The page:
It's impossible to know exactly how many hoarders live in the county, according to Barbara McMillen, a senior property code inspector with the county's neighborhood services division. But national averages suggest the number could be more than 10,000.
Her office is getting an increasing number of legitimate reports about hoarding, McMillen says.
"We do notice a bit of an increase in cases called in than in the past," she says. "I think we're currently working seven active cases."
McMillen says the task force will also help code inspectors deal with aspects of hoarding they haven't been trained in.
"We're trying to do our job as code enforcement, but we also realize there's also a mental health issue that needs to be addressed that we don't quite know how to deal with, and that's one of the reasons we created the task force," says McMillen.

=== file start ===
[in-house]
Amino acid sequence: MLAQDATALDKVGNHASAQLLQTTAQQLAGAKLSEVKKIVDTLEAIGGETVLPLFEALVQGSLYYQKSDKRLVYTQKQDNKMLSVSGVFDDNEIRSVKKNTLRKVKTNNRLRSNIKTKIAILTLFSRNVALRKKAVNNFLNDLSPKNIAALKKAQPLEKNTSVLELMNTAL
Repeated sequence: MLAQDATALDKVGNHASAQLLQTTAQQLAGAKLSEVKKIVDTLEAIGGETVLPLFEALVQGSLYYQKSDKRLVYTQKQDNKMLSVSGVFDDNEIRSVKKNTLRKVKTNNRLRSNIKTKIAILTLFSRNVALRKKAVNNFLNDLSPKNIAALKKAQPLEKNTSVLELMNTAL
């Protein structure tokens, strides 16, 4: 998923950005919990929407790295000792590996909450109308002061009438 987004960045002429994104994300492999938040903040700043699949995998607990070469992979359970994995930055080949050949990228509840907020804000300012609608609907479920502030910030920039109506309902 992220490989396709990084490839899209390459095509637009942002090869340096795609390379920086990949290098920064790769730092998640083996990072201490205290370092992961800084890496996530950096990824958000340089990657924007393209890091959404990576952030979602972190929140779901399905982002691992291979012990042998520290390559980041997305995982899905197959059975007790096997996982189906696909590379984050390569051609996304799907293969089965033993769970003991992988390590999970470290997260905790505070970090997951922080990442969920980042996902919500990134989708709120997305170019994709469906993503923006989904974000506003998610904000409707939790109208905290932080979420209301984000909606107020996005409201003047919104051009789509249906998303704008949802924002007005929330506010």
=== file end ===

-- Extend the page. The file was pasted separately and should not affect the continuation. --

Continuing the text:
McMillen says hoarding sometimes puts the health or safety of the property owners at risk, and it's especially worrisome for first responders who could be in danger if a home's structure has been compromised by the weight of a hoarders' belongings.